My reaction upon hearing that David Emerson had crossed over to the Conservative Party

Well, isn’t that interesting?

Okay, not nearly as strong as my reaction on hearing of Belinda’s defection, but David Emerson is small potatoes compared to Belinda Stronach. Conservative spokesman claim that this cost the Liberals a leadership candidate, but if Emerson was a candidate, he wasn’t a very prominent candidate. I think the Liberals will survive. (The news report is here).

But the defection is still interesting, and I can’t help but try to assess the winners and losers in this case.

The Winners

The Conservatives, of course. This defection gives out the signal that the Conservative government is a great party and everybody wants to be there. Also, it gives the Conservatives their first member of parliament in urban Vancouver, which goes some distance towards addressing the complaint that the Conservatives don’t have the MPs to credibly bring forward an agenda that can appeal to urban voters. Anybody want to bet that Michael Ignatieff or some other 416 Liberal MP, not to mention Blocquistes in Montreal were sounded out?

Also, the fact that Emerson defected straight into a cabinet post is a great big In-Your-Face to Belinda Stronach. I’m frankly surprised they didn’t offer him her old job.

The New Democrats win, too, although they’re certain to gnash their teeth over this example of old-style politics. This does run counter to their suggestion that anybody who crosses the floor to sit in cabinet face a full by-election first, but on the other hand, the Conservatives now have the ability to form stable working coalitions with them. This is the other big win for the Conservatives, of course, and I have already talked about the benefits of an informal Conservative-NDP coalition. The problem with the Conservatives gaining support for its policies from the other two parties is that they have baggage. The Liberals are loyal to Canada, but they’re not honest; while the Bloc is honest, but they’re not loyal. If Harper can bring forward an agenda which can be supported by the only two parties in parliament which, in the eyes of Canadians at least, are both honest and loyal, that agenda will go over considerably well with a wide range of Canadians.

The Losers

The Liberals, of course. Rats fleeing a sinking ship, anyone?

The Bloc also lose, because they’re no longer the party with the balance of power, and whatever hold they’d had on the Conservatives has been considerably diminished. Add this on top of their diminished fortunes from the last election, and they’re not having a good three months, are they?

But the Conservatives also lose a little as well. Emerson’s departure reinforces Canadians’ impressions of the Liberal party being home to unprincipled politicians who will say anything to get elected. What does it say that Harper was able to accept this individual into cabinet?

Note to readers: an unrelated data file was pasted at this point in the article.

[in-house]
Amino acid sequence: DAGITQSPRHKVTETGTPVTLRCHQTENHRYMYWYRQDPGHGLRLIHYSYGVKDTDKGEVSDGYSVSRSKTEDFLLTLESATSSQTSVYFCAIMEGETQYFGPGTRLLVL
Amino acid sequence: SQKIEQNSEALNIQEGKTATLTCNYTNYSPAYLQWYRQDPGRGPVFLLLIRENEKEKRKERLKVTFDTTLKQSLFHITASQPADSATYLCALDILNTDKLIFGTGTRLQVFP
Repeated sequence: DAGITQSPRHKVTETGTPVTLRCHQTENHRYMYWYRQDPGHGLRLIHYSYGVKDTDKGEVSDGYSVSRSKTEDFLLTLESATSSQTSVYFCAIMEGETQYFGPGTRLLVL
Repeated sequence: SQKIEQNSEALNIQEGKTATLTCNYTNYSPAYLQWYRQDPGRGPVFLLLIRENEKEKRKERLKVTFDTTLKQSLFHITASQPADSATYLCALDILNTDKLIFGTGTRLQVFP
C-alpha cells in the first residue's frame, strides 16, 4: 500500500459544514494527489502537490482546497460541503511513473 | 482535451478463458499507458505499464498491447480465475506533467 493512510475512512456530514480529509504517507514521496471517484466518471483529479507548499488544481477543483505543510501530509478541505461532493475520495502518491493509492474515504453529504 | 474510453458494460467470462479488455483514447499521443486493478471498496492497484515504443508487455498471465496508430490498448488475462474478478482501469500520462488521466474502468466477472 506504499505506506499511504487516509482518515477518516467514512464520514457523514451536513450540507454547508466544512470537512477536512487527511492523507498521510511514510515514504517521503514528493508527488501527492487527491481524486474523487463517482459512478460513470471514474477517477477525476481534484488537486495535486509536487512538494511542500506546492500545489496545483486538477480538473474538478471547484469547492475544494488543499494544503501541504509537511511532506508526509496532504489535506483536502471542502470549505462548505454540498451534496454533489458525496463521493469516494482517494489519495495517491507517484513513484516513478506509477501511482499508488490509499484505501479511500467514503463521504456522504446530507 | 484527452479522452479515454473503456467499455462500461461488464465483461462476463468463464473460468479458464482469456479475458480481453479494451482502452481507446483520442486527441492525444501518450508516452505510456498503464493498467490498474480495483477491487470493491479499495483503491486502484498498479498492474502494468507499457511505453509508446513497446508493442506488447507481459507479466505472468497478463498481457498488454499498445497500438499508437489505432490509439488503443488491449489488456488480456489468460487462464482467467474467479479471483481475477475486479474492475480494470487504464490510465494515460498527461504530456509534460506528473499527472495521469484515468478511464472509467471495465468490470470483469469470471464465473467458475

This is old style politics; one of those things which, if you will remember, Canadians turned to the Conservatives to end. And all of those Conservative politicians who hooted and hollared over Belinda’s defection and the ethical implications of crossing the floor are probably being bundled bound and gagged into the nearest closet. The response of “well, the Liberals did this to us, so they deserve the same back at them” doesn’t work outside of schoolyards containing particularly immature tots. James MacDuff has already put together a series of anti-Harper statements that will dog Emerson’s footsteps. A party like the NDP can point to this as another example of Liberal-Tory, same old story.

Not that this will mean much, in the end. This doesn’t affect the candour of the Conservative government other than to make it more stable in the short term. This doesn’t even affect the Liberals much, other than strongly suggest to Paul Martin that he actually leaves sooner rather than later. It certainly doesn’t affect Canadian voters, and it will be largely forgotten by the end of the week.

Except maybe in Emerson’s riding, where his main opponent was a New Democrat, and Emerson was elected by a number of Liberals who are probably feeling very, very betrayed.

Hat tip to Greg at Sinister Thoughts.

(Update: 16:05): It is heartening to see the number of principled Conservatives who are expressing grave concern over this cabinet selection, and others (including the appointment of a Minister to sit in the Senate). Check out Andrew Anderson’s reaction, and Babbling Brooks’ list of angry Blogging Tories.

(Further Update: 16:15): In the days that follow, one thing that will be interesting to find out (for me, anyway), is who called who. Reading through some of the posts of Blogging Tories understandably upset at this development, I find an interesting difference of opinion. The sense reading that side of the blogosphere is that David Emerson called Stephen Harper about jumping ship, but my sense is that Stephen Harper called first.

Look at how much work Stephen Harper put into making this cabinet as representative as possible. Thanks to Emerson, Harper now has Vancouver representation. Thanks to sending a Minister to the Senate (which also has some Blogging Tories incensed), Harper has a Minister from Montreal. And he turns to 905 and 519 area code MPs in order to claim “Toronto-area” representation. How desperate was Harper for urban representation? Who else did he call?

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